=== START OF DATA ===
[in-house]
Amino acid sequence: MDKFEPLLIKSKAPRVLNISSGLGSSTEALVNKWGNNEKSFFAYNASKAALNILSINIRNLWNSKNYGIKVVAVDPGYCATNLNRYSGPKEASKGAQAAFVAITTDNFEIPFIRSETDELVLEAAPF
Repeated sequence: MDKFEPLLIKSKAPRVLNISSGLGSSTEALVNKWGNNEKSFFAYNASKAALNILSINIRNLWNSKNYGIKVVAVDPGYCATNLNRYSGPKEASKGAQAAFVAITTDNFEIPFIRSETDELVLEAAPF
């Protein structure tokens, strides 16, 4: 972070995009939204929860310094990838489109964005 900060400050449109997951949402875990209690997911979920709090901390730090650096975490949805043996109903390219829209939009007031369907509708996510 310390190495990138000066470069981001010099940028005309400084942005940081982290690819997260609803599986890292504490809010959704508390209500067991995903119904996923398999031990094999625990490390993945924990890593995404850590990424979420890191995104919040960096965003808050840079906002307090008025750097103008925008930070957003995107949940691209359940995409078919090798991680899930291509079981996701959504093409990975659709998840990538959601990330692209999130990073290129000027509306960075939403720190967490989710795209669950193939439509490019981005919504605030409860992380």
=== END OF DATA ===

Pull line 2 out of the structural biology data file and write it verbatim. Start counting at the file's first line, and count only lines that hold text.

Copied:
Amino acid sequence: MDKFEPLLIKSKAPRVLNISSGLGSSTEALVNKWGNNEKSFFAYNASKAALNILSINIRNLWNSKNYGIKVVAVDPGYCATNLNRYSGPKEASKGAQAAFVAITTDNFEIPFIRSETDELVLEAAPF